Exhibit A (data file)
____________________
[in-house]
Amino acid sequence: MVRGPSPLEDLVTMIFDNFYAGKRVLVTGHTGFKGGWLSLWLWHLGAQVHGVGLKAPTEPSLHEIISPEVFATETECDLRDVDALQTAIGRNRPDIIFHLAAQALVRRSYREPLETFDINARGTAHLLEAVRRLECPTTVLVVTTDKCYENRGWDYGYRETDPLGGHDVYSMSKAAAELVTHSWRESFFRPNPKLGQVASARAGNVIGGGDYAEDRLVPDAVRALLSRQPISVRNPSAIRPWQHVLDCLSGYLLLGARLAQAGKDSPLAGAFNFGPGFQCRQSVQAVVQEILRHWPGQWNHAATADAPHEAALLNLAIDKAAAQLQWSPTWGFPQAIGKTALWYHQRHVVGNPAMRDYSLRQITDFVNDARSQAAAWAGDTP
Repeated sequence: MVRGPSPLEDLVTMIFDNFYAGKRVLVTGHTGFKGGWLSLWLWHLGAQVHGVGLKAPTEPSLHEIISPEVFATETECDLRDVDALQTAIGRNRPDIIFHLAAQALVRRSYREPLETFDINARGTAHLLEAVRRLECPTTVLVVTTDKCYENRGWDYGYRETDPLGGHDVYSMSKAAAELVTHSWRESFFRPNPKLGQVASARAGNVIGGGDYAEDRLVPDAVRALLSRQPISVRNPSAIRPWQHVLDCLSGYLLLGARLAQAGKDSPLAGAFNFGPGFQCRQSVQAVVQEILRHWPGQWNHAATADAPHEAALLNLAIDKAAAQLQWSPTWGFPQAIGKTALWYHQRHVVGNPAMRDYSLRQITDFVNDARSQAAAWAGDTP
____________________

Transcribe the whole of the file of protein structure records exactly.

[in-house]
Amino acid sequence: MVRGPSPLEDLVTMIFDNFYAGKRVLVTGHTGFKGGWLSLWLWHLGAQVHGVGLKAPTEPSLHEIISPEVFATETECDLRDVDALQTAIGRNRPDIIFHLAAQALVRRSYREPLETFDINARGTAHLLEAVRRLECPTTVLVVTTDKCYENRGWDYGYRETDPLGGHDVYSMSKAAAELVTHSWRESFFRPNPKLGQVASARAGNVIGGGDYAEDRLVPDAVRALLSRQPISVRNPSAIRPWQHVLDCLSGYLLLGARLAQAGKDSPLAGAFNFGPGFQCRQSVQAVVQEILRHWPGQWNHAATADAPHEAALLNLAIDKAAAQLQWSPTWGFPQAIGKTALWYHQRHVVGNPAMRDYSLRQITDFVNDARSQAAAWAGDTP
Repeated sequence: MVRGPSPLEDLVTMIFDNFYAGKRVLVTGHTGFKGGWLSLWLWHLGAQVHGVGLKAPTEPSLHEIISPEVFATETECDLRDVDALQTAIGRNRPDIIFHLAAQALVRRSYREPLETFDINARGTAHLLEAVRRLECPTTVLVVTTDKCYENRGWDYGYRETDPLGGHDVYSMSKAAAELVTHSWRESFFRPNPKLGQVASARAGNVIGGGDYAEDRLVPDAVRALLSRQPISVRNPSAIRPWQHVLDCLSGYLLLGARLAQAGKDSPLAGAFNFGPGFQCRQSVQAVVQEILRHWPGQWNHAATADAPHEAALLNLAIDKAAAQLQWSPTWGFPQAIGKTALWYHQRHVVGNPAMRDYSLRQITDFVNDARSQAAAWAGDTP